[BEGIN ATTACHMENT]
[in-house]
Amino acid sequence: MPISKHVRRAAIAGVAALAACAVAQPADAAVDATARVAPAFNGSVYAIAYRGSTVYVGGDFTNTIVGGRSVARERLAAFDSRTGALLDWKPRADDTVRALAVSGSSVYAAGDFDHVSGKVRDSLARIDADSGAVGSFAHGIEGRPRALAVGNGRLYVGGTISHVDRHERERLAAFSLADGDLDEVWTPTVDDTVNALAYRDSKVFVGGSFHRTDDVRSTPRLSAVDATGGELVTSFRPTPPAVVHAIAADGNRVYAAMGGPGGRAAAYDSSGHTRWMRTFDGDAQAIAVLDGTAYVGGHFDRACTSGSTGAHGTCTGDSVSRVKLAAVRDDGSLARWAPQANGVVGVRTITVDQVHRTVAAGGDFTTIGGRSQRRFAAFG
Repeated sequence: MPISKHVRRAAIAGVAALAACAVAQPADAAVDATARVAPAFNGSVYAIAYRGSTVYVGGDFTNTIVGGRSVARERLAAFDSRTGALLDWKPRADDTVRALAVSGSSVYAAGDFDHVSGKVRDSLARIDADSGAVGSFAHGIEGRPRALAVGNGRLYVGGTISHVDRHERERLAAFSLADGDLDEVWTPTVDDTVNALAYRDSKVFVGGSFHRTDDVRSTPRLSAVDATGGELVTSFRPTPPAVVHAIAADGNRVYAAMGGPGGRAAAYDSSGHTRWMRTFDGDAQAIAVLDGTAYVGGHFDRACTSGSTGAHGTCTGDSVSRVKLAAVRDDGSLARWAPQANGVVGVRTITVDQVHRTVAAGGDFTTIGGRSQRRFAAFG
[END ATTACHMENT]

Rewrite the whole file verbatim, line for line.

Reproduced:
[in-house]
Amino acid sequence: MPISKHVRRAAIAGVAALAACAVAQPADAAVDATARVAPAFNGSVYAIAYRGSTVYVGGDFTNTIVGGRSVARERLAAFDSRTGALLDWKPRADDTVRALAVSGSSVYAAGDFDHVSGKVRDSLARIDADSGAVGSFAHGIEGRPRALAVGNGRLYVGGTISHVDRHERERLAAFSLADGDLDEVWTPTVDDTVNALAYRDSKVFVGGSFHRTDDVRSTPRLSAVDATGGELVTSFRPTPPAVVHAIAADGNRVYAAMGGPGGRAAAYDSSGHTRWMRTFDGDAQAIAVLDGTAYVGGHFDRACTSGSTGAHGTCTGDSVSRVKLAAVRDDGSLARWAPQANGVVGVRTITVDQVHRTVAAGGDFTTIGGRSQRRFAAFG
Repeated sequence: MPISKHVRRAAIAGVAALAACAVAQPADAAVDATARVAPAFNGSVYAIAYRGSTVYVGGDFTNTIVGGRSVARERLAAFDSRTGALLDWKPRADDTVRALAVSGSSVYAAGDFDHVSGKVRDSLARIDADSGAVGSFAHGIEGRPRALAVGNGRLYVGGTISHVDRHERERLAAFSLADGDLDEVWTPTVDDTVNALAYRDSKVFVGGSFHRTDDVRSTPRLSAVDATGGELVTSFRPTPPAVVHAIAADGNRVYAAMGGPGGRAAAYDSSGHTRWMRTFDGDAQAIAVLDGTAYVGGHFDRACTSGSTGAHGTCTGDSVSRVKLAAVRDDGSLARWAPQANGVVGVRTITVDQVHRTVAAGGDFTTIGGRSQRRFAAFG